Saturday, December 29, 2012

Vocabulary Connections

If you have ever read my blog before, you know that I am passionate about including vocabulary connections in my science classroom.  What you may not know, is that I am passionate about including natural vocabulary connections in all curricular areas! 

For the past several years, with the help of my wonderful mentor Kip Bisignano from Delta Education, I have implemented these strategies into my classroom. What has been the result?  Well, not only have my science scores risen but my math, reading and social studies scores have risen as well.  I am NOT putting more time into reading instruction - but instead am putting more reading, language and writing into my content areas.  One hour is enough for guided reading!

In thinking about the new year, I thought it would be great to have a planning guide with proven structures listed and ready for me to pull from and plan.  I have created a list of 20 tried and true structures, many of which I have already blogged about.  For the ones I haven't yet blogged about, well...look for them in the future!

The actual planning sheet includes a spot for the topic you are teaching.  For example, the next topic we are teaching is force and motion.  I would write that general topic in the star.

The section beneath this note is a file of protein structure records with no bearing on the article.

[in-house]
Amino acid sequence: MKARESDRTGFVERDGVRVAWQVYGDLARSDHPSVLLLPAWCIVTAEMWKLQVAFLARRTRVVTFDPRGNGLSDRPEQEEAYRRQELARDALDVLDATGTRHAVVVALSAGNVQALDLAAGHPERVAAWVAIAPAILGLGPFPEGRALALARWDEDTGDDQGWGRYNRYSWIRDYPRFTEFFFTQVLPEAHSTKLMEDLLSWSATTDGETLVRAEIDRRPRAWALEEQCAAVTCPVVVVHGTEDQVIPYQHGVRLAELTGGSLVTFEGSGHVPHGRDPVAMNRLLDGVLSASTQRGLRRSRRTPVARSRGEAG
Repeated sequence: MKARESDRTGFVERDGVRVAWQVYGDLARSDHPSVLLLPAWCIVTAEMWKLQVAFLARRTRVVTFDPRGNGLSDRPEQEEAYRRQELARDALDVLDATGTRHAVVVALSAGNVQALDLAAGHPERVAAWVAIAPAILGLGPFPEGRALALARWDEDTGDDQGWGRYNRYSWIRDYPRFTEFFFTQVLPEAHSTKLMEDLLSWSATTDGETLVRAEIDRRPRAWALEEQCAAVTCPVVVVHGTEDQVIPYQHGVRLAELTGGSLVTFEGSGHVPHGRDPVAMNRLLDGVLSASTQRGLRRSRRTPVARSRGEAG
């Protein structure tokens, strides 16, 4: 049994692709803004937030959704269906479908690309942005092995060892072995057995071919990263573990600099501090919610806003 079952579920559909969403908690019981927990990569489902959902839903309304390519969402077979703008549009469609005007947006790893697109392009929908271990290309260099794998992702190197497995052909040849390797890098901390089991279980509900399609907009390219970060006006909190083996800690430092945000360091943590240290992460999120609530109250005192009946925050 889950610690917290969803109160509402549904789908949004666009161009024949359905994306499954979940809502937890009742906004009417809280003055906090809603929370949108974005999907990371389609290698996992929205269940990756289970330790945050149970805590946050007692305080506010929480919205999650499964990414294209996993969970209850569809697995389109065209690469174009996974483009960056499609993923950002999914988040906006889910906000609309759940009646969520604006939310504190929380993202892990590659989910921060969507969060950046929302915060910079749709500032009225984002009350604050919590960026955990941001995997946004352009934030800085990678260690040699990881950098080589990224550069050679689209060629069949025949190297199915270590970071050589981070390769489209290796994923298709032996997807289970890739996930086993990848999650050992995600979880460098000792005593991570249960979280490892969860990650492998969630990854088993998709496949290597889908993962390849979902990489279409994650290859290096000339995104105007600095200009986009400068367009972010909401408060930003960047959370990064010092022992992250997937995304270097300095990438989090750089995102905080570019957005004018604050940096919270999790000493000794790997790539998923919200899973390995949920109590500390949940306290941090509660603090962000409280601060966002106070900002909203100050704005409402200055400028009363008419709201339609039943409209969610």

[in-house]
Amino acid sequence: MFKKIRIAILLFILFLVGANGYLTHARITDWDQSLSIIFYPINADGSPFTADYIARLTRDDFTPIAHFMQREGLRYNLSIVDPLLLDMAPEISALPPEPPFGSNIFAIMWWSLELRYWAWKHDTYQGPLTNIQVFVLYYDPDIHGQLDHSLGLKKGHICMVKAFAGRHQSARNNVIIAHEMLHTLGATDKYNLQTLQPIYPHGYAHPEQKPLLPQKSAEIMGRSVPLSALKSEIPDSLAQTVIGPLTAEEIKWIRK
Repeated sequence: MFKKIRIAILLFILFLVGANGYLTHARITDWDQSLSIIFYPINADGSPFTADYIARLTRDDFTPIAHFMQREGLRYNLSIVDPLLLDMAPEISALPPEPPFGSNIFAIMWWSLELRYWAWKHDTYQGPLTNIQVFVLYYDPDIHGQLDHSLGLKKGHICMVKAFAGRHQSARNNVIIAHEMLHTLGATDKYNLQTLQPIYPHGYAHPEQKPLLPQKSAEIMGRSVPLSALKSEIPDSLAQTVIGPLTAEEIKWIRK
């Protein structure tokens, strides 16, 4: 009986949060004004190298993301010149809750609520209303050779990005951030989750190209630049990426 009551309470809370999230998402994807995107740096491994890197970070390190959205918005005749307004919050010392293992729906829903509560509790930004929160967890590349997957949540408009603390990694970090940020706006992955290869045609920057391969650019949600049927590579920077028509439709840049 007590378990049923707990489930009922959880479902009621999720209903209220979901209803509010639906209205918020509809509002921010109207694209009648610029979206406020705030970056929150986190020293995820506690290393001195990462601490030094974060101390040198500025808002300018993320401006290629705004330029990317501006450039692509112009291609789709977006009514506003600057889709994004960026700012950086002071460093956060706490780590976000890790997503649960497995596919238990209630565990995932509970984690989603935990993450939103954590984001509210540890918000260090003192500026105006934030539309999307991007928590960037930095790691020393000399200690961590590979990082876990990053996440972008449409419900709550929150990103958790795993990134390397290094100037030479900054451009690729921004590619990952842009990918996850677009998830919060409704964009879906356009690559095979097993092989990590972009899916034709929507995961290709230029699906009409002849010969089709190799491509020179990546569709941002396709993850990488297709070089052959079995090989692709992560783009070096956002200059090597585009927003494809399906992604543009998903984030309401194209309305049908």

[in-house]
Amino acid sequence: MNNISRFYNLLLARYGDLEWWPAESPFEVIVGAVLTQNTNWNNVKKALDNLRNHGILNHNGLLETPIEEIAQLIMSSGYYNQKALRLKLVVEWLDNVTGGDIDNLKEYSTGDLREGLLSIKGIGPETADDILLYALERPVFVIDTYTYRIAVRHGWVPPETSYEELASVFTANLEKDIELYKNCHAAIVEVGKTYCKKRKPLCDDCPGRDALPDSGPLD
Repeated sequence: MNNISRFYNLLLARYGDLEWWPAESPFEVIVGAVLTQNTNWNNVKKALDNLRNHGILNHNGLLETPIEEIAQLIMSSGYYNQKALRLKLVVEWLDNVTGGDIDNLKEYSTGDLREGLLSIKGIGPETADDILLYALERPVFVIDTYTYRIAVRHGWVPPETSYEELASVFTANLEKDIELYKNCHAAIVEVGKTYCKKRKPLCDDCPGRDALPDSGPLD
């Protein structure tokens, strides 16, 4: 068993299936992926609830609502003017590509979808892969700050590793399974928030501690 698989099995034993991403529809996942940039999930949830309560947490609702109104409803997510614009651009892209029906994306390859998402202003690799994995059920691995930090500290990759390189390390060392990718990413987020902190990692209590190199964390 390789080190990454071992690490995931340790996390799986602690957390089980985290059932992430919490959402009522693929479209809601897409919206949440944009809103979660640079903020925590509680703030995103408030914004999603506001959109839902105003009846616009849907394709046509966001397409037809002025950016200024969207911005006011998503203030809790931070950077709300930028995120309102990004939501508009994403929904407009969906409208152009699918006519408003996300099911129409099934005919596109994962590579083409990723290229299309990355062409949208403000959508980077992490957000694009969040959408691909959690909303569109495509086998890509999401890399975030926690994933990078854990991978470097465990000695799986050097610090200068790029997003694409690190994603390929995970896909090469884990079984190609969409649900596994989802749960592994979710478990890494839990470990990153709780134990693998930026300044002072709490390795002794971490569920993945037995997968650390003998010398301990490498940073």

Next, I would purposefully plan what content words I would teach - like push, pull, gravity, speed, acceleration, deceleration, stop.  Third, there is a spot for Science Process words or Critical thinking.  We always compare and contrast in this unit as well as predict, conclude and observe.  I included Related Books to remind myself to read "Rollercoaster" by Maria Frazee as well as other nonfiction books.

The last box is the place where I can dump my ideas for connections to the topic - word wall, guess my word game for morning meeting, concept maps, jigsaw activities for reading nonfiction text to clarify force and motion concepts, drawing diagrams of a roller coaster to label where we see forces at work, and highlighting vocabulary words in our science notebook itself. 

I hope you can use this FREE resource for many lessons - not just in science.  Please drop me a note to let me know if you used it and how it worked for you!